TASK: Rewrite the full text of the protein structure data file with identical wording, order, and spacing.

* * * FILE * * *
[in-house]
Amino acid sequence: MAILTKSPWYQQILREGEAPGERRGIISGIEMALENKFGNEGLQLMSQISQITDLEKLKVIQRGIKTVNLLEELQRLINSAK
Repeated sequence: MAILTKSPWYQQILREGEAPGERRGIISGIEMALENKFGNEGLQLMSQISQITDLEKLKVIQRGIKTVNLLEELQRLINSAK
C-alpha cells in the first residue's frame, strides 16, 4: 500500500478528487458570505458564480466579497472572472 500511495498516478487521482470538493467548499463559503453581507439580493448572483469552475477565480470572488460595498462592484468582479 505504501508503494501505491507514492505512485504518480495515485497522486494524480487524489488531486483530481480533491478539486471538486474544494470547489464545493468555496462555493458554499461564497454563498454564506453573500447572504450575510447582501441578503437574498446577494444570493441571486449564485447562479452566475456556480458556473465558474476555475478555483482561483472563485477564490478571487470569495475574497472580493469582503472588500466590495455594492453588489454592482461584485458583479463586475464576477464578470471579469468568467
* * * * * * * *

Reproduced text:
[in-house]
Amino acid sequence: MAILTKSPWYQQILREGEAPGERRGIISGIEMALENKFGNEGLQLMSQISQITDLEKLKVIQRGIKTVNLLEELQRLINSAK
Repeated sequence: MAILTKSPWYQQILREGEAPGERRGIISGIEMALENKFGNEGLQLMSQISQITDLEKLKVIQRGIKTVNLLEELQRLINSAK
C-alpha cells in the first residue's frame, strides 16, 4: 500500500478528487458570505458564480466579497472572472 500511495498516478487521482470538493467548499463559503453581507439580493448572483469552475477565480470572488460595498462592484468582479 505504501508503494501505491507514492505512485504518480495515485497522486494524480487524489488531486483530481480533491478539486471538486474544494470547489464545493468555496462555493458554499461564497454563498454564506453573500447572504450575510447582501441578503437574498446577494444570493441571486449564485447562479452566475456556480458556473465558474476555475478555483482561483472563485477564490478571487470569495475574497472580493469582503472588500466590495455594492453588489454592482461584485458583479463586475464576477464578470471579469468568467